Exclusive Interview: Equal pay advocate Lilly Ledbetter brings her message to CMU

Lilly Ledbetter took the stage at Plachta Auditorium Wednesday night to discuss the whirlwind ordeal that led her from a job at Goodyear Tire and Rubber and into the history books as an advocate for equal pay.

“My story is not insignificant. It touches each one of you this evening,” she said.

In 1979, Ledbetter applied for a job at the Goodyear tire factory in Alabama. When she was hired, she was one of the first women hired at the management level.

Ledbetter worked at Goodyear for 19 years when, one day, she received an anonymous note. The note revealed she was making thousands of dollars less per year than men in the same position.

“I was devastated. I looked around to see who had sent me that note, but there was no one around,” she said.

Ledbetter filed a sex discrimination case in federal court against Goodyear and won. The jury ruled in her favor for $3.8 million, but Ledbetter lost on appeal. The case made it all the way to the Supreme Court, but lost again when the Court ruled that she should have filed her suit within 180 days of starting her job, even though she didn’t know about it for more almost two decades.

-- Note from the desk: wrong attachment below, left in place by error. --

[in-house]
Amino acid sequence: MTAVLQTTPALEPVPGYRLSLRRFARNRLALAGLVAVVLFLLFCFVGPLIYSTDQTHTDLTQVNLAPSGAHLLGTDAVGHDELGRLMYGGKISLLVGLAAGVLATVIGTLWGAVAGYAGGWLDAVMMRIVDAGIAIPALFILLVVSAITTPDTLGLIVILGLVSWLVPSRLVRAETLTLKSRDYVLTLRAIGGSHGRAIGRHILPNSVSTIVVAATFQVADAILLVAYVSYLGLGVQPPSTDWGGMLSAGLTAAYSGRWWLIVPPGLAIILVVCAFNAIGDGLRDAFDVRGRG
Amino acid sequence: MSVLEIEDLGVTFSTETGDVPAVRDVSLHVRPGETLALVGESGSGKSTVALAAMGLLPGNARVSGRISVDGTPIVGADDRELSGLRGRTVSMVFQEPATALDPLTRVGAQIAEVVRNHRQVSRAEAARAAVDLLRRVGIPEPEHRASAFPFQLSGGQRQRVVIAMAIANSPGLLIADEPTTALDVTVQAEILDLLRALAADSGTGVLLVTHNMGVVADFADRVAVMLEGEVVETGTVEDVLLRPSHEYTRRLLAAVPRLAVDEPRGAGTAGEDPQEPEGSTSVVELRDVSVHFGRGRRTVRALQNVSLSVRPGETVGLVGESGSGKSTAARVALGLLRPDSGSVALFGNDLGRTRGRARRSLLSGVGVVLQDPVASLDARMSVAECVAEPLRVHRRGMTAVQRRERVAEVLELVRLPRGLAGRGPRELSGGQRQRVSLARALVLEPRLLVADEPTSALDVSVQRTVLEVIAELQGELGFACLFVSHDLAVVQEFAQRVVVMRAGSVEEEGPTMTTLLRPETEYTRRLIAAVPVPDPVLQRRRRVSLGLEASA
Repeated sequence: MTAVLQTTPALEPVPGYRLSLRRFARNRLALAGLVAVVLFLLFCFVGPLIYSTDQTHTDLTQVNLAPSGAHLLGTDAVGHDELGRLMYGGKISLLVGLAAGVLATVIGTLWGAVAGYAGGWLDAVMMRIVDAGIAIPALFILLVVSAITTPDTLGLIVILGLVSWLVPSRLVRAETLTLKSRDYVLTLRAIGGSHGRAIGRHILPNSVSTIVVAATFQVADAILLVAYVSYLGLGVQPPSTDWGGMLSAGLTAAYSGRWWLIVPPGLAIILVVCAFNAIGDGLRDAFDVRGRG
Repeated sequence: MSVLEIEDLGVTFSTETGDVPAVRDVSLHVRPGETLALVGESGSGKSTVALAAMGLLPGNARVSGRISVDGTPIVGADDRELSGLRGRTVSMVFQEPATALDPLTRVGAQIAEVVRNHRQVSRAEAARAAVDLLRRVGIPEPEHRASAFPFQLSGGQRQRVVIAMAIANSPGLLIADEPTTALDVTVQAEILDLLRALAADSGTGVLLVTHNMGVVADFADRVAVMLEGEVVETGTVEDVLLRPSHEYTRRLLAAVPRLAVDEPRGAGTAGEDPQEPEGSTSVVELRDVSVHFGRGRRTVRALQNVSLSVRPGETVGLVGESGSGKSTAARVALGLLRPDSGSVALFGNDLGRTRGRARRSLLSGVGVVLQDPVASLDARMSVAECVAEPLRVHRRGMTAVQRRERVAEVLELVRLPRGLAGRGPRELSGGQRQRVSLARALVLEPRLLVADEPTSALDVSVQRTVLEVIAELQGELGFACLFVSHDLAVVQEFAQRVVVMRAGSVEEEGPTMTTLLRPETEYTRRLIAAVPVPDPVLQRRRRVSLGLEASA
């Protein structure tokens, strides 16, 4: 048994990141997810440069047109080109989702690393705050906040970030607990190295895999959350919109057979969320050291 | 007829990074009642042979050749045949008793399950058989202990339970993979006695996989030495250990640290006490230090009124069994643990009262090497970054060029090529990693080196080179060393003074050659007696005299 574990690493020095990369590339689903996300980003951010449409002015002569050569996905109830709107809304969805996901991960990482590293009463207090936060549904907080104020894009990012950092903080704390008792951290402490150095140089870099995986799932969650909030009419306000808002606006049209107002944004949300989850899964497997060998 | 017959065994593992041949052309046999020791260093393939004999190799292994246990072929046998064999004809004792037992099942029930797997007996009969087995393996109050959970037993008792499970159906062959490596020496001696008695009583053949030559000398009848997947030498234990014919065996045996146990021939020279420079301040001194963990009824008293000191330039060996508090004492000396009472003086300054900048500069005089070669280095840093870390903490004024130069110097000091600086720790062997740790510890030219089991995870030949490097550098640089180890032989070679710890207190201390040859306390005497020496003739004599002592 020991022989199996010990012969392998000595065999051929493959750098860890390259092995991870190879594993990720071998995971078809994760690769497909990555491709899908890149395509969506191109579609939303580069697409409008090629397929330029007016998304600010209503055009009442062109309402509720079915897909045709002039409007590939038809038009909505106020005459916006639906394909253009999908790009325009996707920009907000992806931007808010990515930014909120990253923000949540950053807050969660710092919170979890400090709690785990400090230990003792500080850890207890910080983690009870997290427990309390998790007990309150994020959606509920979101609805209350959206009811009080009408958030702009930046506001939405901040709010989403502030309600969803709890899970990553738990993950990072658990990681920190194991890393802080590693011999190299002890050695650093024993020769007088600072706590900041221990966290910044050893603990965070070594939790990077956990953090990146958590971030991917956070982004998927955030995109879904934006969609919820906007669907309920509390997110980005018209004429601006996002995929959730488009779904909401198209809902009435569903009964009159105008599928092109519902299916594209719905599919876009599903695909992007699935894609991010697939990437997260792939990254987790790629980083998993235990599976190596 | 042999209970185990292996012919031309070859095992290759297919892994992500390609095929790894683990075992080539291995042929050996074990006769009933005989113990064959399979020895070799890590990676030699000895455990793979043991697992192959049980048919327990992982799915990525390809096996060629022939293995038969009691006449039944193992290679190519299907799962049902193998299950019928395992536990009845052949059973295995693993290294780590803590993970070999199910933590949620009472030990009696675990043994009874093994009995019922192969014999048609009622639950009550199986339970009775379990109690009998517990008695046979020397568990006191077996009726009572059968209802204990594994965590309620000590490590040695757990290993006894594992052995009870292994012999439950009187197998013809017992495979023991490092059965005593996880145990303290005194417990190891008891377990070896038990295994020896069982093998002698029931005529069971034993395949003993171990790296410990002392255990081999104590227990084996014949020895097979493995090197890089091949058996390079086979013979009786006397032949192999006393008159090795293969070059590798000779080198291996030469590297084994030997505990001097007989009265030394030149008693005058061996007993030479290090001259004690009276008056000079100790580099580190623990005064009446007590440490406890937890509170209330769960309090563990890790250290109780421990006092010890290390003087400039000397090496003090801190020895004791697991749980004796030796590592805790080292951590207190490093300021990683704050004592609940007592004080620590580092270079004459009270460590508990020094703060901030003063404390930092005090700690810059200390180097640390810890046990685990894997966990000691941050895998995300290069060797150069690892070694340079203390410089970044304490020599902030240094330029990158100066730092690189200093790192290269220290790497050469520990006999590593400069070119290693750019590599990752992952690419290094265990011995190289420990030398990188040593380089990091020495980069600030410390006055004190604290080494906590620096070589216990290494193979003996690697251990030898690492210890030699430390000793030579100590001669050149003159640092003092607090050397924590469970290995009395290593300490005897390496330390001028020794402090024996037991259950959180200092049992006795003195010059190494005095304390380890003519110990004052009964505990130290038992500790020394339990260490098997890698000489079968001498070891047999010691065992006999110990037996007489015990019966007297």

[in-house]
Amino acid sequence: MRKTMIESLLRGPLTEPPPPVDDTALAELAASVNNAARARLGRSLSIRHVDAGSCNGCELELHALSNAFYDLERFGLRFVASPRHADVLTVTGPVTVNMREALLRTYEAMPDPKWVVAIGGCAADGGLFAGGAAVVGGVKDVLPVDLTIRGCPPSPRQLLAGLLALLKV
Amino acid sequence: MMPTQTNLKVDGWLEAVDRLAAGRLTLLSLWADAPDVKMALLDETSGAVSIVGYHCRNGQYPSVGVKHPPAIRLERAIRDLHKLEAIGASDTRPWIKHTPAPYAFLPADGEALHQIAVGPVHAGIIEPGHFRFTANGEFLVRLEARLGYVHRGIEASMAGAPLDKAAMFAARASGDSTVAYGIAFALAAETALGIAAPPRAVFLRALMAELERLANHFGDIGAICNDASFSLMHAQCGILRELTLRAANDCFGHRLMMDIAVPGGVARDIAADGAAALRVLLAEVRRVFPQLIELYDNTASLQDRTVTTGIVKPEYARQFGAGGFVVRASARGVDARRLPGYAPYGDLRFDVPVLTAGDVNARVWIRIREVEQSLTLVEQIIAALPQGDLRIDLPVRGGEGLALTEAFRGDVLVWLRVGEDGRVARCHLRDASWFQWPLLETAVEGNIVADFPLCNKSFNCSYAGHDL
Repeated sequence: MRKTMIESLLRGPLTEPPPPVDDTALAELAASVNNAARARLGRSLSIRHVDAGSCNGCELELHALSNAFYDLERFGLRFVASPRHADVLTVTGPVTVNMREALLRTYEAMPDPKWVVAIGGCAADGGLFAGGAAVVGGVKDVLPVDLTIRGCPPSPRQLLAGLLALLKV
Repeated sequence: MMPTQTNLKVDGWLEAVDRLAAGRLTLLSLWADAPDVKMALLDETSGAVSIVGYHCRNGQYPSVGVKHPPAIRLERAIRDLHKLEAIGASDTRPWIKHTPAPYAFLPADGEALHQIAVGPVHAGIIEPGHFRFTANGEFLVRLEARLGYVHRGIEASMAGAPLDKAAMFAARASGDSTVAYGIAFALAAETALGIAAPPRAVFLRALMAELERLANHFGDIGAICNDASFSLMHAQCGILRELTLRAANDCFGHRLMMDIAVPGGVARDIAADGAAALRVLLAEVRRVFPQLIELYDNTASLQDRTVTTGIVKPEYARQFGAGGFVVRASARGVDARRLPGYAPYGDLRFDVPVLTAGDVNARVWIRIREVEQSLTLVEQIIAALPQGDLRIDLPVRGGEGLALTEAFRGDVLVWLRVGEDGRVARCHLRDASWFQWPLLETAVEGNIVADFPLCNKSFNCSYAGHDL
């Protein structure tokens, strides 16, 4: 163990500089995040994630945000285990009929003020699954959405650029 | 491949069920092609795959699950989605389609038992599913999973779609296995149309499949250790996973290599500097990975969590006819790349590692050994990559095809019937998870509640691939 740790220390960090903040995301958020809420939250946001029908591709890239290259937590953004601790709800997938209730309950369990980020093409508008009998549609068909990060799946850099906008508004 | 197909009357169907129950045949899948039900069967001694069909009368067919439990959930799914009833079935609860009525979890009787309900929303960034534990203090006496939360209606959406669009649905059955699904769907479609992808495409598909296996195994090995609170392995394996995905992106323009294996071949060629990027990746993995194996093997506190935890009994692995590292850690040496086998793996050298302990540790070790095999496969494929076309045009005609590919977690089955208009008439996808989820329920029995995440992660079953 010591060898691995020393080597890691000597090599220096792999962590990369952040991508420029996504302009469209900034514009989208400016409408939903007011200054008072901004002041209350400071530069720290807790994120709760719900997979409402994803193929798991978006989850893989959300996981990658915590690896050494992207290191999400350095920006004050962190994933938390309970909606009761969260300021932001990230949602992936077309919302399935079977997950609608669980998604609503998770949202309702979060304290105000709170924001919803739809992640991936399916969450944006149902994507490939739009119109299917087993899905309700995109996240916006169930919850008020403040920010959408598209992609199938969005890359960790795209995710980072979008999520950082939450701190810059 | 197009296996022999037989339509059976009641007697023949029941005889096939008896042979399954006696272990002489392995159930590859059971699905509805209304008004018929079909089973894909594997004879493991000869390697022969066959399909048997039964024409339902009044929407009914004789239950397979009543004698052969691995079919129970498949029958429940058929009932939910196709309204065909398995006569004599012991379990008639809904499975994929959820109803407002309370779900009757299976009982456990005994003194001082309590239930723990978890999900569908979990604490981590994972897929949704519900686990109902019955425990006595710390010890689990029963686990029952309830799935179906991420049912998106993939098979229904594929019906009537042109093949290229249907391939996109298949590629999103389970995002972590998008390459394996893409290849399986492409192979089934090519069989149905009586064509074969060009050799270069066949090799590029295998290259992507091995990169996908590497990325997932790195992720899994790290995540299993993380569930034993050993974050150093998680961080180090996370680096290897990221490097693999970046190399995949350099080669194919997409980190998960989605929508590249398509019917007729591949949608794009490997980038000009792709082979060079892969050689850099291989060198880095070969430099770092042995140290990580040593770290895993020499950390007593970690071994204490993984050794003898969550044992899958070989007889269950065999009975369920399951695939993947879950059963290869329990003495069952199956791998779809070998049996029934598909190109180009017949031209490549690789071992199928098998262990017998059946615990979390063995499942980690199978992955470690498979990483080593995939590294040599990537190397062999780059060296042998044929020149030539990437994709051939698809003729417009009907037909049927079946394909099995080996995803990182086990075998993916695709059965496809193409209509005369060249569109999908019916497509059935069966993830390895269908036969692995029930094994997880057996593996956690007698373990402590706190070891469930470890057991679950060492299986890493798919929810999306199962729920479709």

In 2009 President Obama signed into law The Lilly Ledbetter Fair Pay Act, which, among other things, corrected the error that lost her case.

“It’s not so much what happens to us, but how we react to it,” Ledbetter said.

She encourages girls and women to become involved in their communities and be aware of what is happening around them.

“Ensuring women have the tools needed to address the pay gap is just as important now as it was in the past,” Ledbetter said. “Every single person is affected by the wage gap.”

Sophomore Chelsea Green found the speech empowering.

“I didn’t know the wage gap existed before we started studying it in our class, and before the speech. I believe in equality and I believe everyone deserves equal rights. It was really interesting to hear Lilly Ledbetter’s perspective,” she said.

Shanique Broom came to hear Ledbetter speak because she wanted to learn more about the topic.

“I thought it was interesting,” she said. “It enlightened me on some issues that I was never really aware of.”

Video shot by Evan Sorenson

Featured photo courtesy of College of Humanities and Social and Behavioral Sciences